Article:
In today’s age, technology has flooded our lives with content. Caught in the mire are modern musicians who champion an art form more widely distributed than any other throughout human history. And we, more often than not, overlook the music created by unfamiliar faces because it’s challenging. We’d rather have an easy listen, a known quantity to skim through while we think about something else.
Hearing is easy, but listening is difficult. Welcome to “Why We Like It,” where we rebuke the trends in favor of thoughtful analysis and underknown sounds.
“Mark of Da Beast” — RedRum
RedRum - Mark of Da Beast (Official Video)
How We Found It
First impressions count for a lot – after all, you only get the one – so when Redrum moved in on our SubmitHub inbox this month, they opted for terse vocal tone and gruesome threats. It left a beastly mark in its own right, and seeing as the Orlando duo have only just released their new record, The Messiah Complex, it’s a hell of a time to tap in.
Why We Like It
There’s so much that goes into creating an involving track.
In some senses, it’s simple mathematics, the intervals between notes and spaces between beats foundations on which the song rests. It’s atop those fundamentals that unique perspectives and artistic idiosyncrasies are set loose, and on RedRum’s “Mark of Da Beast,” the duo manage to finesse a most mysterious mood: menace.
There’s more to a threatening bar than just the words that intimidate – it’s a matter of tenor, inflection, and specificity, the latter giving credence to the warnings at hand. It seems easy enough to coat a track in a coarse gruffness, but RedRum tap into a more animated fear, their voices toying in maniacal registers as their lyrics probe both laughter and pain.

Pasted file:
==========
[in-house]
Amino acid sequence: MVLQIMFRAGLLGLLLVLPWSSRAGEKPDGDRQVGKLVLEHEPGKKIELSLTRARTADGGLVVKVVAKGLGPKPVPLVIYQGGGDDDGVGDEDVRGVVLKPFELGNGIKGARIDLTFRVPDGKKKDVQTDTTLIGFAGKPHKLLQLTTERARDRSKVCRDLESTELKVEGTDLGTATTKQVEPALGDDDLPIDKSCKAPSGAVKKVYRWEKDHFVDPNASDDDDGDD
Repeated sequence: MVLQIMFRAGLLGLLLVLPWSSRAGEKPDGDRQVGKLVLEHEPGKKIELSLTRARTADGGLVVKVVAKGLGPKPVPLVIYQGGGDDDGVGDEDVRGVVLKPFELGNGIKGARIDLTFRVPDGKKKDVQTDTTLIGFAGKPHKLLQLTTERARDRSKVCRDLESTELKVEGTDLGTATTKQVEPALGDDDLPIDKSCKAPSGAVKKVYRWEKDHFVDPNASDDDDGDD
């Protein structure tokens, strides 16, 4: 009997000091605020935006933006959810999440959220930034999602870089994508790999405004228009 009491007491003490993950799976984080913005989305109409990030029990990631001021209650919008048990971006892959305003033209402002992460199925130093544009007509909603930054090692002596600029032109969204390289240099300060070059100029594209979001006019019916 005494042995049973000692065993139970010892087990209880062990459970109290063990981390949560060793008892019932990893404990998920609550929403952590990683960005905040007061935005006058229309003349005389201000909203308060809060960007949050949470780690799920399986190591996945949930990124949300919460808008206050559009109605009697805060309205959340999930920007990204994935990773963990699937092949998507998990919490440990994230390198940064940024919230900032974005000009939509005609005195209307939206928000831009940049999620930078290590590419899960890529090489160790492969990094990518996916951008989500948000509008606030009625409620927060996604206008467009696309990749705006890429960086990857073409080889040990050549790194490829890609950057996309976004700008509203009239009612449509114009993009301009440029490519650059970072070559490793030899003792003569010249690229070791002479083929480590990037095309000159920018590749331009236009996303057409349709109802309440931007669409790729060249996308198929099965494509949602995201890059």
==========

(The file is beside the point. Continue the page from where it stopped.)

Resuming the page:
The instrumental pits a sinister treble atop a brooding synth, the boom-bap cadence calling to mind the ever-unsettling “Nautilus” flip. It’s the perfect vehicle for Red Eye to shoot off some well-pitched malevolence, promising “unmarked graves [for] anybody who got smoke / ear-to-ear, surgical blade to your pops’ throat.”
Racks, not to be outdone, fuses the lethal with the lighthearted, references and asides punching up his dominable presence. “I’m fly, you scared of heights like BA Baracus,” he quips somewhere between promising to “feast on your carcass” and boasting that he’s “hotter than ghost peppers and jalapenos.” It’s the joy of the chase that brings a new edge to each bar, the palpable glee making for a more serrated delivery. He cuts through the mix with such excitable energy, it’s no wonder all this talk of mutilation and malice gets under our skin.
Perhaps the greatest power comes from knowing as much. When Racks careens from bloodlust to self-belief – “You in the presence of a boss / My trap clicking, not to mention I’m dripping with sauce” – not only is he formidable, he’s willing this very CentralSauce spot into reality. That’s the kind of saucy swagger we can’t help but respect.
Racks: “I’m from that era of hardcore hip hop; Erick Sermon, Hit Squad, Def Squad, Boot Camp, Wu-Tang, Masta Ace, Busta…I could go on for days, nah mean? As far as producers go…Preemo, Pete Rock, Erick Sermon, RZA, Dr. Dre, Easy Mo Bee. I love the gritty boom-bap with the bars baby.”
Red Eye: “My style was influenced by Big L, Rakim, Nas, Prodigy, Kool G Rap. I’m definitely a product of that cloth. Production wise it’s always been DJ Premier, Pete Rock, Havoc, DJ Muggs. Hardcore and grimy!”
More From RedRum
It’s clear from the jump that “Mark of Da Beast” isn’t Redrum’s first go around.
A productive pandemic helped see the duo release two records, 2020’s THE LUCIFER EFFECT and the new THE MESSIAH COMPLEX, which boasts this very single as a closing track. Their 2020 singles “Coldblooded” and “On Fire” have proven popular, pitting dusty loops against tales of grimy criminal enterprise.
More to Discover
Subscribe to the CentralSauce mailing list so you never miss out on the freshest sauce. Check out this continuously updated playlist of songs Conor has added to our Discovery section! Each track or artist has been featured in our “Why We Like It” section, so be sure to check out the page here on the site.